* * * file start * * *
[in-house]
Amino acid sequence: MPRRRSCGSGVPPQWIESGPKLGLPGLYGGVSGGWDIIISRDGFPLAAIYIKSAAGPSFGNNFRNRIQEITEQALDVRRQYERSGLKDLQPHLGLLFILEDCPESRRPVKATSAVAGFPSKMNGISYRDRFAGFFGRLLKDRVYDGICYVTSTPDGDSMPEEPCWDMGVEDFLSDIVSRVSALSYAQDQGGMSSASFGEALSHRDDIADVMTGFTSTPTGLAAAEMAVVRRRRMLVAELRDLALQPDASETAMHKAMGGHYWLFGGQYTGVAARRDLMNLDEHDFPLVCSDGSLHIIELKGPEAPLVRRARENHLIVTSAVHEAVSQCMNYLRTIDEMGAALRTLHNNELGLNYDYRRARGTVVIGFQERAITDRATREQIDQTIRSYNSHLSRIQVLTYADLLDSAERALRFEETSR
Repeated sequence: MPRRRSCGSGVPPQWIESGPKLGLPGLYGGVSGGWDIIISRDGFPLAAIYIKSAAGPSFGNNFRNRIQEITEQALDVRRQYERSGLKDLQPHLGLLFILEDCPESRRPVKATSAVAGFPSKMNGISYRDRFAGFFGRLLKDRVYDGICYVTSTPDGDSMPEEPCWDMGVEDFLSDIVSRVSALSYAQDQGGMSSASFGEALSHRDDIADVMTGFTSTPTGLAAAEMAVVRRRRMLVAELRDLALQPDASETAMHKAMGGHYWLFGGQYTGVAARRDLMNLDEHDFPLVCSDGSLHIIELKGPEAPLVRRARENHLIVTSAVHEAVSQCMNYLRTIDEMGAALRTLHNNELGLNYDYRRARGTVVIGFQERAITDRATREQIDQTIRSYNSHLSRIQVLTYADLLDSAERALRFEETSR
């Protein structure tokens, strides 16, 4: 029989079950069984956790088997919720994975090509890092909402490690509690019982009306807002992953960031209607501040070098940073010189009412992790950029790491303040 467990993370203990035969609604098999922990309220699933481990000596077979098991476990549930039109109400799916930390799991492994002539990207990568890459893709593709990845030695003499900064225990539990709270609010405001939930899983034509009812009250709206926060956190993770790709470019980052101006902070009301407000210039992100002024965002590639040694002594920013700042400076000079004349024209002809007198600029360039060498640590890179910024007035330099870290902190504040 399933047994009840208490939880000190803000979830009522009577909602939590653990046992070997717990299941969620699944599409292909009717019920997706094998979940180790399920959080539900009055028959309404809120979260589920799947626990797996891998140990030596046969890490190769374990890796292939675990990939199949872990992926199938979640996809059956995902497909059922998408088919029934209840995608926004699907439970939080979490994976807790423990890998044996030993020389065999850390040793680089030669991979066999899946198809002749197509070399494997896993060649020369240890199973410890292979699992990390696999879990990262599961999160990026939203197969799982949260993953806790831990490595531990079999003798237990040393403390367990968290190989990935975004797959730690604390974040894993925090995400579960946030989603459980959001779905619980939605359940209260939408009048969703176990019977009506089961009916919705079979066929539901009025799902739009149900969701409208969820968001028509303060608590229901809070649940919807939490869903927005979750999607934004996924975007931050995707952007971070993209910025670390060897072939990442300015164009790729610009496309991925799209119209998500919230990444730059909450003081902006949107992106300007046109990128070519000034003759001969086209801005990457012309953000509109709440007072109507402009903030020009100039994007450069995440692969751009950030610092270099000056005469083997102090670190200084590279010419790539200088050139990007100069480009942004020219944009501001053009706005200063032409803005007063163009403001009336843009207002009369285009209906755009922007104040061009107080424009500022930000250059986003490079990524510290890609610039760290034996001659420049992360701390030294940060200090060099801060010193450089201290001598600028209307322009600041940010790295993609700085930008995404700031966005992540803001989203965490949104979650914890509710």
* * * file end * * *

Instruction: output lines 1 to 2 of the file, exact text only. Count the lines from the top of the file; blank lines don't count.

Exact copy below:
[in-house]
Amino acid sequence: MPRRRSCGSGVPPQWIESGPKLGLPGLYGGVSGGWDIIISRDGFPLAAIYIKSAAGPSFGNNFRNRIQEITEQALDVRRQYERSGLKDLQPHLGLLFILEDCPESRRPVKATSAVAGFPSKMNGISYRDRFAGFFGRLLKDRVYDGICYVTSTPDGDSMPEEPCWDMGVEDFLSDIVSRVSALSYAQDQGGMSSASFGEALSHRDDIADVMTGFTSTPTGLAAAEMAVVRRRRMLVAELRDLALQPDASETAMHKAMGGHYWLFGGQYTGVAARRDLMNLDEHDFPLVCSDGSLHIIELKGPEAPLVRRARENHLIVTSAVHEAVSQCMNYLRTIDEMGAALRTLHNNELGLNYDYRRARGTVVIGFQERAITDRATREQIDQTIRSYNSHLSRIQVLTYADLLDSAERALRFEETSR